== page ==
From then on, the gardener came every Thursday to water the tree with her. The simple and dull activity never felt so, as they moved on to interesting conversations. Julie would sit on the grass, rambling about school and family. The guy was always a good listener; he took all of her words to heart and consoled her.
One day, Julie came with an aura of grey around her, looking down to hide her despair. “My parents are divorcing,” she murmured.
Life had changed dramatically for Julie in the last few days. It turned out that her mom wanted to divorce her dad for another man whom she said would be more responsible to the family and wouldn’t be gone for days like Dad. To Julie, all of her visions of an original, complete, and happy family faded away. Her heart felt like a tree splitting in half. With no one to turn to at school, Julie came to the gardener, who was her shoulder and listener.
Days passed and something greater hit Julie. Her mom had decided to take her and move from the apartment to her new husband’s house on Thursday. Julie’s heart shrank. What about the apple tree? What about her friend? What about the memories?
As the day approached, Julie hoped to see the gardener one last time. She needed to say goodbye and give him a warm hug for everything he had done. Three o’clock in the afternoon, sitting anxiously by the little apple tree, Julie’s heart was beating fast. She almost jumped up when a neighbor’s car drove up the street. The sunlight started to grow into a warmer yellow as the sky turned orange-red. When the cool blue tone of the afternoon sky was replaced with a darkened violet color, Julie heard her mom calling her to pack up—it’s time to leave. Julie cuddled the tree in her arms, the overwhelming sense of emptiness and incompleteness was eroding her already dimmed hope.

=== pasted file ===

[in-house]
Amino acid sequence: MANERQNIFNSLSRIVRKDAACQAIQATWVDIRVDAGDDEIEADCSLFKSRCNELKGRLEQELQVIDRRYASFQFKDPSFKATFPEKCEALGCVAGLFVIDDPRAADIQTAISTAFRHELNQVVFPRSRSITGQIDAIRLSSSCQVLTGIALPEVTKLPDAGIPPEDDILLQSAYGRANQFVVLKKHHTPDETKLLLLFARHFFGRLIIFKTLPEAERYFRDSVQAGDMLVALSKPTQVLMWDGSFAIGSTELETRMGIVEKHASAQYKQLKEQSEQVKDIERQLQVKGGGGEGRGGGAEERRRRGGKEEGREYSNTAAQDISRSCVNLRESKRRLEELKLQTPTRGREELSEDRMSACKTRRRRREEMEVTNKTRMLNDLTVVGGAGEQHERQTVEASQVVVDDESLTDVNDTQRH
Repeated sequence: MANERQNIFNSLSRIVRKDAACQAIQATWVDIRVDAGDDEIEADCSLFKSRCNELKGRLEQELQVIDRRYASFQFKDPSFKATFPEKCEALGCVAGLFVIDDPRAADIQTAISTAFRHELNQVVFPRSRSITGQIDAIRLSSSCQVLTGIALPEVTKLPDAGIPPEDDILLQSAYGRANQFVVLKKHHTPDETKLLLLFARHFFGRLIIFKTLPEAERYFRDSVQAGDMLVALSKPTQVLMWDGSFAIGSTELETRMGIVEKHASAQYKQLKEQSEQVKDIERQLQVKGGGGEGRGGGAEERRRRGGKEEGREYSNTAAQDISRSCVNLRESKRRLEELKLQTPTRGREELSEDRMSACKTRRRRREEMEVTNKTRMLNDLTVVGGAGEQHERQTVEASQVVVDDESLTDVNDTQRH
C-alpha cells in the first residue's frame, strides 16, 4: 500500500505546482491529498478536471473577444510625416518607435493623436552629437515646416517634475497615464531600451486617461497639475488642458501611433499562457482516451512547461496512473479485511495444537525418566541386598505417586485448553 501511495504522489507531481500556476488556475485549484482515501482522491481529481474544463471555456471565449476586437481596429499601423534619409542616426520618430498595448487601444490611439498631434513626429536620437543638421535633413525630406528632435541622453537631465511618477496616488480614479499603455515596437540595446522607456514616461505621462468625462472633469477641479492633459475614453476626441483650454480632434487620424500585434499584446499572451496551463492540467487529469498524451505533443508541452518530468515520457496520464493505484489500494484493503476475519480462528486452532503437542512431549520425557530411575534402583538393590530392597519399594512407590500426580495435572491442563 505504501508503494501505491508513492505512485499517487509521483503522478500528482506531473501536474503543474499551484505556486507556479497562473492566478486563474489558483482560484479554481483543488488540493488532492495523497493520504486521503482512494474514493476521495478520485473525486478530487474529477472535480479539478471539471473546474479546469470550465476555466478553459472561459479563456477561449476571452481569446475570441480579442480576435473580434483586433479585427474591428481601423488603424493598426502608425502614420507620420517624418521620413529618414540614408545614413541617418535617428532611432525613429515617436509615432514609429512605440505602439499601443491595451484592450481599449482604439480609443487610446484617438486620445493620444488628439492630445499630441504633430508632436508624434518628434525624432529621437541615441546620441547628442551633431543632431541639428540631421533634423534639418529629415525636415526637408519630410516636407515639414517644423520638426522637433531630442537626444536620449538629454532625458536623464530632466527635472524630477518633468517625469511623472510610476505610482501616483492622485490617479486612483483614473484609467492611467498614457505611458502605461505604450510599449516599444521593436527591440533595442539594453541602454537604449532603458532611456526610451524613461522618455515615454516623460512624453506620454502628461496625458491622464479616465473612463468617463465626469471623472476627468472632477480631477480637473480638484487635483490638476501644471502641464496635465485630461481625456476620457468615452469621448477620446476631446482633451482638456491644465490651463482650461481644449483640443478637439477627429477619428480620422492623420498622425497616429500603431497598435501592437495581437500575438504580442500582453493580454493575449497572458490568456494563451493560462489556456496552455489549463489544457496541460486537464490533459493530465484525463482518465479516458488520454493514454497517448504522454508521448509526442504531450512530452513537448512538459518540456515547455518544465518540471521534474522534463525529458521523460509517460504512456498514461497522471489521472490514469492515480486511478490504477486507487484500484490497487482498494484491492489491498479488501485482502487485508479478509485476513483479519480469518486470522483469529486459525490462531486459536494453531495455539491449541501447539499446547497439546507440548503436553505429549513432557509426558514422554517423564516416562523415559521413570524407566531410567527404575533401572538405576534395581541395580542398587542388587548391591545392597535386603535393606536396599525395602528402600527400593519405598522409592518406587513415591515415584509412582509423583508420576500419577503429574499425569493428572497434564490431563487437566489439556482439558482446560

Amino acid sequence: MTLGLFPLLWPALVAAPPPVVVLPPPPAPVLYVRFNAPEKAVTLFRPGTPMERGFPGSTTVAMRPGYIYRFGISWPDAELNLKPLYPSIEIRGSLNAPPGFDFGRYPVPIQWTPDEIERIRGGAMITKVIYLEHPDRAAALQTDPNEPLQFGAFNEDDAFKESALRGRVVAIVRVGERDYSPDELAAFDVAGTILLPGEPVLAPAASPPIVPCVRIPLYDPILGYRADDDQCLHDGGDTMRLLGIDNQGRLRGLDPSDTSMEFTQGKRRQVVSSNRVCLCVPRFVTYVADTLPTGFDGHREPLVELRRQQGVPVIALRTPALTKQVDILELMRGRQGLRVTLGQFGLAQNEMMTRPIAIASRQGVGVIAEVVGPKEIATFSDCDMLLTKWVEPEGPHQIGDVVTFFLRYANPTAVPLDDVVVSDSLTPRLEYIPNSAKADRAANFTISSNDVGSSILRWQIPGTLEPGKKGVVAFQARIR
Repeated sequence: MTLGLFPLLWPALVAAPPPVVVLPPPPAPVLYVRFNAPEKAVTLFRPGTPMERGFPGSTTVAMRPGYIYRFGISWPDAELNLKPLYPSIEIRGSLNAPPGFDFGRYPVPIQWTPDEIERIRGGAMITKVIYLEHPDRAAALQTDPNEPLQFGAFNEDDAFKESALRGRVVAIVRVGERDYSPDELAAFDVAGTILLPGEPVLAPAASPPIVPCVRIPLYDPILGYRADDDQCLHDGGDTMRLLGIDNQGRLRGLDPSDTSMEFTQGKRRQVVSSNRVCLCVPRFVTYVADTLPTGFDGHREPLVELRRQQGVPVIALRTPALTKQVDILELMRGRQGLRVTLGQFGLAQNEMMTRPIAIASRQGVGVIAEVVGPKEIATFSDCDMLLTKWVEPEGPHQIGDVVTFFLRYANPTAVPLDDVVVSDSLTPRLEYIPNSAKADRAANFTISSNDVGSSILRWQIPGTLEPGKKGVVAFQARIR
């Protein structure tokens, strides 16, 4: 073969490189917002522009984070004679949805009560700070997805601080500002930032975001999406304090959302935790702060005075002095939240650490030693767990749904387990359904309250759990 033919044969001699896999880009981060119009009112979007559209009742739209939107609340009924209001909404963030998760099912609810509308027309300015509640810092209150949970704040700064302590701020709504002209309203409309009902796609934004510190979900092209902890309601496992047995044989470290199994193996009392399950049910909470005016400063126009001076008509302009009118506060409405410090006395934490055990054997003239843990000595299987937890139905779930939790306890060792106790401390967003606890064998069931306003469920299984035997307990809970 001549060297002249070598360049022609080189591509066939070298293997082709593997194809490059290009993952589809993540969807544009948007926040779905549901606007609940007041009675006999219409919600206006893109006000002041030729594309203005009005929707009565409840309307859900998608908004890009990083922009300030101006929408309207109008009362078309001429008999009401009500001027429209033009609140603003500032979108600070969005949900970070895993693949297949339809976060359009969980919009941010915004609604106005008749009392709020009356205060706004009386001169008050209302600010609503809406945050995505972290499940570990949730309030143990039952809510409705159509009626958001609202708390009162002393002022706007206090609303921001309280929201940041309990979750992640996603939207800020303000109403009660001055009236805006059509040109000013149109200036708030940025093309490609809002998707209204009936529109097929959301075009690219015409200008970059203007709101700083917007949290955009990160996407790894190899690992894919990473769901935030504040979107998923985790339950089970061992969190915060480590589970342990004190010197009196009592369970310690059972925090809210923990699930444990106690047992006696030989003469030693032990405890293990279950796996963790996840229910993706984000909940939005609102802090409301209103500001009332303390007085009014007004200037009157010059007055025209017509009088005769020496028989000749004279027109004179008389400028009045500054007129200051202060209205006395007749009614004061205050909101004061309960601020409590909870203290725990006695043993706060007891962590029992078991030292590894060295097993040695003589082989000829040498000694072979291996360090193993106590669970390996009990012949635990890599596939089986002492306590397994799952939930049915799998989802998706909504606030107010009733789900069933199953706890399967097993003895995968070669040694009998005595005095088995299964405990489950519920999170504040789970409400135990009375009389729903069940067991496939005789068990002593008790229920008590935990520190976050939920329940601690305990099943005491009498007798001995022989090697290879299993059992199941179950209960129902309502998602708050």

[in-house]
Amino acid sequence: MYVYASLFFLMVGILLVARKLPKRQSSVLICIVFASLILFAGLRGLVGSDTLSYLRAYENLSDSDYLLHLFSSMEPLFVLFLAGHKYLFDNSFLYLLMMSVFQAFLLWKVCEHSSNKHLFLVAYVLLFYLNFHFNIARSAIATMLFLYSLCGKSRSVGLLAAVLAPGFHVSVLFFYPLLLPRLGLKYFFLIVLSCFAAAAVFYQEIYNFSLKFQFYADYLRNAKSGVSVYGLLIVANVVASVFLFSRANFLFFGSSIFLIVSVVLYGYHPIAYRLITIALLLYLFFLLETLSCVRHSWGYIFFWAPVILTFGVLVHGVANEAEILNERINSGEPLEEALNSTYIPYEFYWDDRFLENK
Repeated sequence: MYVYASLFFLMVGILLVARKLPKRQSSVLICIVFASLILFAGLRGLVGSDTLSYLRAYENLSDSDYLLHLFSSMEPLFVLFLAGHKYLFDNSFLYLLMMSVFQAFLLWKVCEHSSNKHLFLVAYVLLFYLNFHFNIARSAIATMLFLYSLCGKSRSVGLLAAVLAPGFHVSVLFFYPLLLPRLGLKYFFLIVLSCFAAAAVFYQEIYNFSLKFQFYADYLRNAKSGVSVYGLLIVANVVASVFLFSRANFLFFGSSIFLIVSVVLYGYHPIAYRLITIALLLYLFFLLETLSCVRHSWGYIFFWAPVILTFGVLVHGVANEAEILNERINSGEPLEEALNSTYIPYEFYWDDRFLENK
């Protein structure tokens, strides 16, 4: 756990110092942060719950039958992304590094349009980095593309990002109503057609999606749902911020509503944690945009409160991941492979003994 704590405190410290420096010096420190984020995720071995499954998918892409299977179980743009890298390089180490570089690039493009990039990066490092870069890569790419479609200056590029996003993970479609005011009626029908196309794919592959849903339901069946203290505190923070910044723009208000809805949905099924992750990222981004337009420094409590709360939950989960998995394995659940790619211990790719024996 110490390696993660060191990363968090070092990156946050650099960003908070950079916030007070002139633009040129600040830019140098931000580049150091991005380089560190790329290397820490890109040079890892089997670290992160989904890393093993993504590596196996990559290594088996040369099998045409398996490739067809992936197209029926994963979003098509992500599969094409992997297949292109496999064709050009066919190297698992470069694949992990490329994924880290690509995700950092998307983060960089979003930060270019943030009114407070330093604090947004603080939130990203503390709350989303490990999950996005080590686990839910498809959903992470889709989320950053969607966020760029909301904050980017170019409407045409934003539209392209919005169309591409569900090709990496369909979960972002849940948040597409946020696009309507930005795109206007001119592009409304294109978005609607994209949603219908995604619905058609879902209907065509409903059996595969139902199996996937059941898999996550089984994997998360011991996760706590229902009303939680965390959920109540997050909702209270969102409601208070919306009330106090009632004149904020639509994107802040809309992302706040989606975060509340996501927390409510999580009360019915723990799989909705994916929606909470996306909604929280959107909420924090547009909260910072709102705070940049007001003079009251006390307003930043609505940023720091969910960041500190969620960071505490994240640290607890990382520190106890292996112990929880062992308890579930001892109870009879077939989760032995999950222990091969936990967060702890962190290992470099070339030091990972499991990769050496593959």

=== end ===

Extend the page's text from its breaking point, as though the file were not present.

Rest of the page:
“I’m sorry, but I have to go.” She finally gave up, kissed the tree softly, and looked one last time at it. Then, she jumped into her mom’s car and left.
Julie started a brand new life at the new house. For the first few weeks, she missed her tree and the gardener badly. She was afraid that she would never see them again and the guilt of not saying goodbye bothered her every time she thought of them. However, a month later, her mom became pregnant. Then a year later, Julie had a little brother. Julie was cheered up by him. She loved taking care of him, playing with him, and watching him grow. As time flew by, memories from the apartments blew away with the wind.
On a warm fall afternoon, Julie was driving home from school. She took a different route, which passed by Maple Hills. With a strange sense of longing, Julie decided to take a walk around the apartments where she spent her childhood.
She walked passed some maple trees and houses. Then she stopped because a gardener’s van drove up the street. A guy about thirty years old walked straight toward a different-looking tree beside the maples and started watering it. Now Julie realized how beautiful that tree was. The gold painted leaves sheltered ruby colored apples which gave out reddish glow under the sunlight as if they were oriental lanterns. Julie’s heart started to pound hard; foggy memories began to diffuse in her head.
Suddenly, the voice of the gardener interrupted her contemplation, “Hello, would you like an apple?”
He smiled at Julie, reaching out to pull off a gleaming ruby and handing it to her. Julie starred at the apple in her hands, crisp and red. Surrounded by the sour decaying fruity smell in the air, Julie felt so complete and satisfied. She looked up at the gardener and saw the smile on his face and sparkle in his eyes. Then he said, “Don’t thank me, thank her, who wanted an apple tree.”